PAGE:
FROM THE ARCHIVES: Northeast Montcalm County 146 years ago
The Treaty of Washington in 1836 paved the way for settlement of the Montcalm area. Under the treaty, the lands in the Lower Peninsula north of the Grand River were relinquished by the Ottawa, Chippewa and Potawatomi tribes. The United States government obtained title to the northwest part of the Lower Peninsula, including the major portion of Montcalm County.
Settlement of the Montcalm area moved from south to north. Luther Lincoln was the first settler in the county, taking up land in 1839 at the junction of Black Creek and the Flat River in what is now Montcalm Township. Settlerment kept moving north, and the last township in Montcalm County, Richland Township, was formed in 1870.
By the mid-1860s people had settled in most areas of the county. Over the next several months we’ll take a look at what various communities were like more than 140 years ago.
In a June 5, 1866, article in the Greenville Independent titled “On a Tramp,” a writer who signed himself “H.E.T.” describes what he found on a visit to the northeast part of the county:
“Traveling through the north eastern part of this county, I found it improving faster than I had anticipated. Three years ago the town of Home had not a single resident. Now it has between forty and fifty voters. The people are generally industrious, though I saw one or two exceptions. The timber on this township is heavy beech and pine, with the exceptions of about two sections near the north-west corner of the town which is mostly covered with hard wood. The settlers are mostly from Indiana. They expect a steam saw mill to be built this summer.
“The town of Day, immediately south of Home township, also expects a new steam saw mill. Its timber is pine. The greater part of this town has been taken since the removal of the county seat to Stanton. (Editor’s note: The county seat was moved from Greenville to Stanton, at first named Fred, in 1860.)
“Ferris is settling considerably. But the route I traveled was somewhat swampy.
“Crystal is more settled than either of the others and is better for farming purposes than either of the others.
“These towns have been mostly taken under the Homestead Act. Shingles are not exactly a legal tender, yet they are variously employed as a medium of exchange. Roads are being cut through in some places to Ionia, whither they take their shingles and whence the bring their flour and other necessaries.
“Crystal Lake is a village just started, and has one tavern, two stores, one grocery, and a saw mill affords a supply of lumber.”
Crystal Lake also was mentioned in the Independent the next week by editor E.F. Grabill: “Crystal Lake will be an unusually attractive place on the coming anniversary of our National Independence. Great preparations are being made to make the occasion as interesting as may be. Of the numerous beautiful lakes in this county no one is so noted for its attractive features as Crystal Lake.”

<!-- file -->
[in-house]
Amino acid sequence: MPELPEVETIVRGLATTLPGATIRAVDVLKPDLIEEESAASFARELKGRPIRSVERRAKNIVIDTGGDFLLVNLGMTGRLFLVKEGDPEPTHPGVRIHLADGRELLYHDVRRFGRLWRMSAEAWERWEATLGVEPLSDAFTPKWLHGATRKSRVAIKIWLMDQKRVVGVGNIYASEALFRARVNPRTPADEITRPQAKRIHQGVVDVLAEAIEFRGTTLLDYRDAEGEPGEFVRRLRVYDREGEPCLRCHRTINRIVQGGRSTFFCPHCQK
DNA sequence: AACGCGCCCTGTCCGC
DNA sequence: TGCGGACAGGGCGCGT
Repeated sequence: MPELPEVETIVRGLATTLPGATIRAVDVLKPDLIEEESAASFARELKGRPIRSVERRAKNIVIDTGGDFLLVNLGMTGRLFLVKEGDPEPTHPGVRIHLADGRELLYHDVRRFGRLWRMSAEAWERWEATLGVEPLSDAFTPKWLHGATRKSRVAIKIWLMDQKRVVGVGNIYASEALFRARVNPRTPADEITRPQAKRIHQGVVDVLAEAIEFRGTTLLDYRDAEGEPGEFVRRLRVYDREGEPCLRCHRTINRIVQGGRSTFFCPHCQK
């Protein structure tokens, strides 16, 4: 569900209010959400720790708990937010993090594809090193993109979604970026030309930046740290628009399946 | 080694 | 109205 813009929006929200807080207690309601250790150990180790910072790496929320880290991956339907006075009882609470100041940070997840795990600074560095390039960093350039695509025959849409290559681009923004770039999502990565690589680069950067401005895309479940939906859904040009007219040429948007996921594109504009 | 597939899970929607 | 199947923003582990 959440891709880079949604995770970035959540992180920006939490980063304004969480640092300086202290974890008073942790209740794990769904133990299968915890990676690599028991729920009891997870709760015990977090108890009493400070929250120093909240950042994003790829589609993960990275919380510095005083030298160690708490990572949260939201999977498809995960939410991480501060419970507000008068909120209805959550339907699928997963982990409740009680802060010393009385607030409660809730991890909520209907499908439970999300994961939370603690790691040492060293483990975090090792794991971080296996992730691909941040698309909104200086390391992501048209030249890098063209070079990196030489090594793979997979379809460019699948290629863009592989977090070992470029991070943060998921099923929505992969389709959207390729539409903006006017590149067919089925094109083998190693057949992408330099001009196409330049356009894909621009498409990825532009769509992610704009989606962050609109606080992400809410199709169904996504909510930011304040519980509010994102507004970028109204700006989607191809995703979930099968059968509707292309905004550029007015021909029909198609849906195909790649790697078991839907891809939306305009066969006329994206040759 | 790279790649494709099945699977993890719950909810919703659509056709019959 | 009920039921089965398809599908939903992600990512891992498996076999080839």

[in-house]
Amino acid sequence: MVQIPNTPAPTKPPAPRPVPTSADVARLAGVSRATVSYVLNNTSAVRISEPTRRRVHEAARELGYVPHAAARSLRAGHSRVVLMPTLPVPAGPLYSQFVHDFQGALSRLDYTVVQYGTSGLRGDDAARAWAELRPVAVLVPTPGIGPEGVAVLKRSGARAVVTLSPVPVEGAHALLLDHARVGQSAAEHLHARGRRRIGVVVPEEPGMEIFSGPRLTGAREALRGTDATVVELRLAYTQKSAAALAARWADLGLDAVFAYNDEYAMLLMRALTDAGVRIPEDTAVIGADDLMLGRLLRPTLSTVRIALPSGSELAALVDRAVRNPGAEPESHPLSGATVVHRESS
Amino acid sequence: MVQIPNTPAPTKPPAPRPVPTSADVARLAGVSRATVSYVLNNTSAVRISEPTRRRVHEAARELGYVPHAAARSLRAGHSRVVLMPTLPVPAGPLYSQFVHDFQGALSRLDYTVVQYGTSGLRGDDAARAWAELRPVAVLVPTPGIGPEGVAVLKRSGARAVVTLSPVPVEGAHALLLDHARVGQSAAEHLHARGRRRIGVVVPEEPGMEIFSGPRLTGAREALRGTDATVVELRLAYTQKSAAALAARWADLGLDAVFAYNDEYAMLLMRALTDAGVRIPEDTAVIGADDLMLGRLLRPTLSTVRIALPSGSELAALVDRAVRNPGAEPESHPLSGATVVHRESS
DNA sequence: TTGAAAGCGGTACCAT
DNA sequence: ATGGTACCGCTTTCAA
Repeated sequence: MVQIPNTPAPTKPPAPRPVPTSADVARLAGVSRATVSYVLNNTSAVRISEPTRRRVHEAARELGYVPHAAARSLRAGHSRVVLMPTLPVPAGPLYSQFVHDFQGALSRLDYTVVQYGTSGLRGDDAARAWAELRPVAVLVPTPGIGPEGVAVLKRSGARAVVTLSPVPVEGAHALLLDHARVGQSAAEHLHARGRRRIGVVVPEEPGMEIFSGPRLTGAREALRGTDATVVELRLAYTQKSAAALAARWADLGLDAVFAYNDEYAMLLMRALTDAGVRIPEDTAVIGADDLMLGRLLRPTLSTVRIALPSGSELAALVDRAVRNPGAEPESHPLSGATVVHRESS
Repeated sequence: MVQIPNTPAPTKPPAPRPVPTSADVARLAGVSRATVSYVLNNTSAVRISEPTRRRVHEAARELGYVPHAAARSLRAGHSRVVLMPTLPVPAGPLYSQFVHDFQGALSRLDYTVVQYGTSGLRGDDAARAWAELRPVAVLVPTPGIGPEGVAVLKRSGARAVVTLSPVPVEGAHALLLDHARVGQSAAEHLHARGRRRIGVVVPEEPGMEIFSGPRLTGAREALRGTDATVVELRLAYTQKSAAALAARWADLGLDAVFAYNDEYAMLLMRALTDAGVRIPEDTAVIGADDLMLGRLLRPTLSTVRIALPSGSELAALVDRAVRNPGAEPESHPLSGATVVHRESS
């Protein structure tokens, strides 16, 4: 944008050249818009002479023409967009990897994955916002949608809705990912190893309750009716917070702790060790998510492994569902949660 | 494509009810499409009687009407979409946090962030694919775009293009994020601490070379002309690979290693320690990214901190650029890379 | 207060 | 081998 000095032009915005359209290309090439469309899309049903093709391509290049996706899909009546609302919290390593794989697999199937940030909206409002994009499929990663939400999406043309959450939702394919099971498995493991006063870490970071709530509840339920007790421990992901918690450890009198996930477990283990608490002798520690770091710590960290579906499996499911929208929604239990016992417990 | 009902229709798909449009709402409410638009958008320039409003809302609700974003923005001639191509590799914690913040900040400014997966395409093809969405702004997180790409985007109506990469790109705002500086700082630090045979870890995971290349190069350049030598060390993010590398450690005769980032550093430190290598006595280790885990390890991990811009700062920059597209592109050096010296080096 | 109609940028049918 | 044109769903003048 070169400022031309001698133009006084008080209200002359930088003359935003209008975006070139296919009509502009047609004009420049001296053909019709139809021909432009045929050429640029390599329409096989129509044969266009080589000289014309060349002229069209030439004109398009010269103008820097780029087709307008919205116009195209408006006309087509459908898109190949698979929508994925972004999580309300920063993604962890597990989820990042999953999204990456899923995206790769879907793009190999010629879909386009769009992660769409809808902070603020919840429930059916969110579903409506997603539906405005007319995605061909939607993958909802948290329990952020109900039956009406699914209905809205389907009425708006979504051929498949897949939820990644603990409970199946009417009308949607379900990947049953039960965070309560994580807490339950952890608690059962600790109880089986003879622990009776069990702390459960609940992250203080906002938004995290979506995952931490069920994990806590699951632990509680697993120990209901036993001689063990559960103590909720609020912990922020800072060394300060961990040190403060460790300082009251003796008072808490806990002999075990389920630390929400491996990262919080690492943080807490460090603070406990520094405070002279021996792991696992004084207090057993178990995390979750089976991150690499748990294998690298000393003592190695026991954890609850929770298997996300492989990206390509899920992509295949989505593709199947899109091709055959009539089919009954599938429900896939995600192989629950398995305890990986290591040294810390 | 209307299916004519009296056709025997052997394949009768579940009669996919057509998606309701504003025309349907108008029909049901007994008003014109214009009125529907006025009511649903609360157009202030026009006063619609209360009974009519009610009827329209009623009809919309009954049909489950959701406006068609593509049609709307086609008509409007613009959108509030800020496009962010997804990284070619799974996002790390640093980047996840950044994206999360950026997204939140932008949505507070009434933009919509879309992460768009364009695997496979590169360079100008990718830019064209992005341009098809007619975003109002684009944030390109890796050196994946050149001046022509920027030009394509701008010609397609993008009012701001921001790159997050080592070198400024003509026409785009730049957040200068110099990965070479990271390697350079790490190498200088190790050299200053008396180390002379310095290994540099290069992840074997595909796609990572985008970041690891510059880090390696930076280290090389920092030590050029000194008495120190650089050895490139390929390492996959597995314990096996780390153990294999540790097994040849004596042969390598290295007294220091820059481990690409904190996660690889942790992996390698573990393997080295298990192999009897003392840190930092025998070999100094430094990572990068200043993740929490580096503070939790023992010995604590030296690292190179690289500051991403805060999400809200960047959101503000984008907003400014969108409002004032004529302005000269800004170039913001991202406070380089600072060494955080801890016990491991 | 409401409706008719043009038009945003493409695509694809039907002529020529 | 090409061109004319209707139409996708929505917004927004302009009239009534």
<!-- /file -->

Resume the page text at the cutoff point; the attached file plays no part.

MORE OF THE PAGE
At that time not all areas of the county were accessible by road, as noted in an article in the Independent on June 19, 1866, by a Bushnell Township resident who signed himself “S.”
“If ever you should come to Bushnell, please bear in mind that there are no roads leading through the town from east to west; so make a ‘flank movement’ and enter the town by the way of lonia County.
“Aside from roads, Bushnell’s a fine town. For agricultural purposes, it is excelled by no town in Montcalm county, some portions of the soil being heavy clay good for wheat, while other portions consist of loam. The whole is excellent grass land, and a large portion of the town is improved. In hard wood timber Bushnell is not excelled, the greater part of her forests consisting of oak, hickory and other valuable timber.
“Messrs. Mills & Dean have put up a portable steam saw mill on Section Four and are doing a good business. The lumber of their manufacture that I have examined, was well sawed and of passable quality. Wm. Van Fleck has also erected a steam saw mill of the same pattern as mentioned above, on Section One, and is doing a good business. Another mill still is being erected on Section Fourteen.
“When the low land along Prairie Creek is properly drained, which can easily be done, and the town changes its policy in regard to roads, Bushnell will be a town containing a goodly number of model farms.
“I am happy to add that the time I speak of is not far distant, as more has been done within a short time past for public improvement than has been done for several previous years. We hope these improvements will continue so that sister Bloomer will not be so difficult to approach as she has hitherto has been.”
Next: Greenville in 1866, coming June 22